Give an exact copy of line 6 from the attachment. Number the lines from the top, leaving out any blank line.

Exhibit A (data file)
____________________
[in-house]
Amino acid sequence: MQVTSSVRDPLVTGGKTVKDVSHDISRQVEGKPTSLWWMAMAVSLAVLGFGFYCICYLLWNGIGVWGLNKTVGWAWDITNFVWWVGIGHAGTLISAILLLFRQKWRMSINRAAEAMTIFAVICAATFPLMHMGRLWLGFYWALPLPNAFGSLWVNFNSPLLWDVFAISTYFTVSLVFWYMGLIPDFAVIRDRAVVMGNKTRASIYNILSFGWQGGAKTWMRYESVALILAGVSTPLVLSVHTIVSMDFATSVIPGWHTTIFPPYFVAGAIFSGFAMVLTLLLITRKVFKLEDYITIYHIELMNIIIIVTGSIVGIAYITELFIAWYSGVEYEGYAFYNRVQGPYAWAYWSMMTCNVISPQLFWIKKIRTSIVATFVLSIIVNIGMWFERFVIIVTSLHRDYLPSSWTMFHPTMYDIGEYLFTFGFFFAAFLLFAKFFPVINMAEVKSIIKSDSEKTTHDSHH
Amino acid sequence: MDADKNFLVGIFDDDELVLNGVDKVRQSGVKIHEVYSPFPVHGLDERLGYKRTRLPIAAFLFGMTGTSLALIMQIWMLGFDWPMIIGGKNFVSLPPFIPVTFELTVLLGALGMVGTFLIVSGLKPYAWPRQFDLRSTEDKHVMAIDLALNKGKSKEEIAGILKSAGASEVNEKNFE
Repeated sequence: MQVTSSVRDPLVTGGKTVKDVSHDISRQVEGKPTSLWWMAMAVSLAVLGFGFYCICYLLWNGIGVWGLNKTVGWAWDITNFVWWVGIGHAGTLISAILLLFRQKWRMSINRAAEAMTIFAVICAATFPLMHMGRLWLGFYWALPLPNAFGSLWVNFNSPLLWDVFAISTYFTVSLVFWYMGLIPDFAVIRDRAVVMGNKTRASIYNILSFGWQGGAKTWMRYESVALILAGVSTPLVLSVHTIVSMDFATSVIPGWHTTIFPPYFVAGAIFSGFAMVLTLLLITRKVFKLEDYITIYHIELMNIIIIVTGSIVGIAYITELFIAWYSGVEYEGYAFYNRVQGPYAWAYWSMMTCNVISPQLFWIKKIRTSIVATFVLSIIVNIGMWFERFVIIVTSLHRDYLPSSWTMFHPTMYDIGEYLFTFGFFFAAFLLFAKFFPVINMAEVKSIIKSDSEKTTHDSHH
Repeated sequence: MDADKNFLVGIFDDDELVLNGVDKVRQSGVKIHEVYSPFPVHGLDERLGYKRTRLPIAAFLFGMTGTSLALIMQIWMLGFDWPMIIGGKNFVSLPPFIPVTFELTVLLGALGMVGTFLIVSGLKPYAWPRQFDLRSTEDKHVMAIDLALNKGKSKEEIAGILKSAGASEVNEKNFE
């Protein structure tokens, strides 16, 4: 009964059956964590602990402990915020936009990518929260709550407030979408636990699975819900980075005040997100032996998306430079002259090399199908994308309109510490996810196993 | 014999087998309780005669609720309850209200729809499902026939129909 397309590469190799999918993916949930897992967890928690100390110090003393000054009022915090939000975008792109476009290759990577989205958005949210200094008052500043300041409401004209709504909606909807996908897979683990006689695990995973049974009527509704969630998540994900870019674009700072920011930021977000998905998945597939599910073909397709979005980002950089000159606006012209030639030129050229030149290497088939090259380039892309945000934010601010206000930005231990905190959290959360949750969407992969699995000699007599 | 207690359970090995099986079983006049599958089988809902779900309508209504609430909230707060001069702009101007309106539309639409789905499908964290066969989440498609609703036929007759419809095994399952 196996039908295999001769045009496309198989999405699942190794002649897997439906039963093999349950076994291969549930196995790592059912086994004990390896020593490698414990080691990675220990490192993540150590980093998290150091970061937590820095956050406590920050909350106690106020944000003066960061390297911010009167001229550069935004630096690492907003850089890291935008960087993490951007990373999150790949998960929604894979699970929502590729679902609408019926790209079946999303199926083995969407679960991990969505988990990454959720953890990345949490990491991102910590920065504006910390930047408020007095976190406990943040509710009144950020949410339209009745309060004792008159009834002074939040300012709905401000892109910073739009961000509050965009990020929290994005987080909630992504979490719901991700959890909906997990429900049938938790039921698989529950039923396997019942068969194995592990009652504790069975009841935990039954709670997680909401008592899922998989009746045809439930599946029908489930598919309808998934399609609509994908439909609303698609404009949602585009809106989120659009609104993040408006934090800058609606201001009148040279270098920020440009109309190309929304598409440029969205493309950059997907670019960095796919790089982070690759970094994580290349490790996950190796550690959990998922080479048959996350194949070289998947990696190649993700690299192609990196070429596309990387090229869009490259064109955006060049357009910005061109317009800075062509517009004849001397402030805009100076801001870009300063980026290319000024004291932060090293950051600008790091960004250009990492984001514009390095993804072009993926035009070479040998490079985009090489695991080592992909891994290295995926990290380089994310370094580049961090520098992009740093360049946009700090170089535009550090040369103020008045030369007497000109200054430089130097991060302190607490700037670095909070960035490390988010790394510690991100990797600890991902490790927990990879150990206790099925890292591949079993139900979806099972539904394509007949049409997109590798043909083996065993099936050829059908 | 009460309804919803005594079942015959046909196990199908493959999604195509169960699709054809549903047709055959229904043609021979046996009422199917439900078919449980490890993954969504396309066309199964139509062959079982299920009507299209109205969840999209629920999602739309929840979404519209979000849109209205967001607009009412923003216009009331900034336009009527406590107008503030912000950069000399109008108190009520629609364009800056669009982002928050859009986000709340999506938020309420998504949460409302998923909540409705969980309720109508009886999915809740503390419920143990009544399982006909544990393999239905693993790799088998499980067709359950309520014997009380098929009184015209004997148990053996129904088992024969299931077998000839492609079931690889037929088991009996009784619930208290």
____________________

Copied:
């Protein structure tokens, strides 16, 4: 009964059956964590602990402990915020936009990518929260709550407030979408636990699975819900980075005040997100032996998306430079002259090399199908994308309109510490996810196993 | 014999087998309780005669609720309850209200729809499902026939129909 397309590469190799999918993916949930897992967890928690100390110090003393000054009022915090939000975008792109476009290759990577989205958005949210200094008052500043300041409401004209709504909606909807996908897979683990006689695990995973049974009527509704969630998540994900870019674009700072920011930021977000998905998945597939599910073909397709979005980002950089000159606006012209030639030129050229030149290497088939090259380039892309945000934010601010206000930005231990905190959290959360949750969407992969699995000699007599 | 207690359970090995099986079983006049599958089988809902779900309508209504609430909230707060001069702009101007309106539309639409789905499908964290066969989440498609609703036929007759419809095994399952 196996039908295999001769045009496309198989999405699942190794002649897997439906039963093999349950076994291969549930196995790592059912086994004990390896020593490698414990080691990675220990490192993540150590980093998290150091970061937590820095956050406590920050909350106690106020944000003066960061390297911010009167001229550069935004630096690492907003850089890291935008960087993490951007990373999150790949998960929604894979699970929502590729679902609408019926790209079946999303199926083995969407679960991990969505988990990454959720953890990345949490990491991102910590920065504006910390930047408020007095976190406990943040509710009144950020949410339209009745309060004792008159009834002074939040300012709905401000892109910073739009961000509050965009990020929290994005987080909630992504979490719901991700959890909906997990429900049938938790039921698989529950039923396997019942068969194995592990009652504790069975009841935990039954709670997680909401008592899922998989009746045809439930599946029908489930598919309808998934399609609509994908439909609303698609404009949602585009809106989120659009609104993040408006934090800058609606201001009148040279270098920020440009109309190309929304598409440029969205493309950059997907670019960095796919790089982070690759970094994580290349490790996950190796550690959990998922080479048959996350194949070289998947990696190649993700690299192609990196070429596309990387090229869009490259064109955006060049357009910005061109317009800075062509517009004849001397402030805009100076801001870009300063980026290319000024004291932060090293950051600008790091960004250009990492984001514009390095993804072009993926035009070479040998490079985009090489695991080592992909891994290295995926990290380089994310370094580049961090520098992009740093360049946009700090170089535009550090040369103020008045030369007497000109200054430089130097991060302190607490700037670095909070960035490390988010790394510690991100990797600890991902490790927990990879150990206790099925890292591949079993139900979806099972539904394509007949049409997109590798043909083996065993099936050829059908 | 009460309804919803005594079942015959046909196990199908493959999604195509169960699709054809549903047709055959229904043609021979046996009422199917439900078919449980490890993954969504396309066309199964139509062959079982299920009507299209109205969840999209629920999602739309929840979404519209979000849109209205967001607009009412923003216009009331900034336009009527406590107008503030912000950069000399109008108190009520629609364009800056669009982002928050859009986000709340999506938020309420998504949460409302998923909540409705969980309720109508009886999915809740503390419920143990009544399982006909544990393999239905693993790799088998499980067709359950309520014997009380098929009184015209004997148990053996129904088992024969299931077998000839492609079931690889037929088991009996009784619930208290």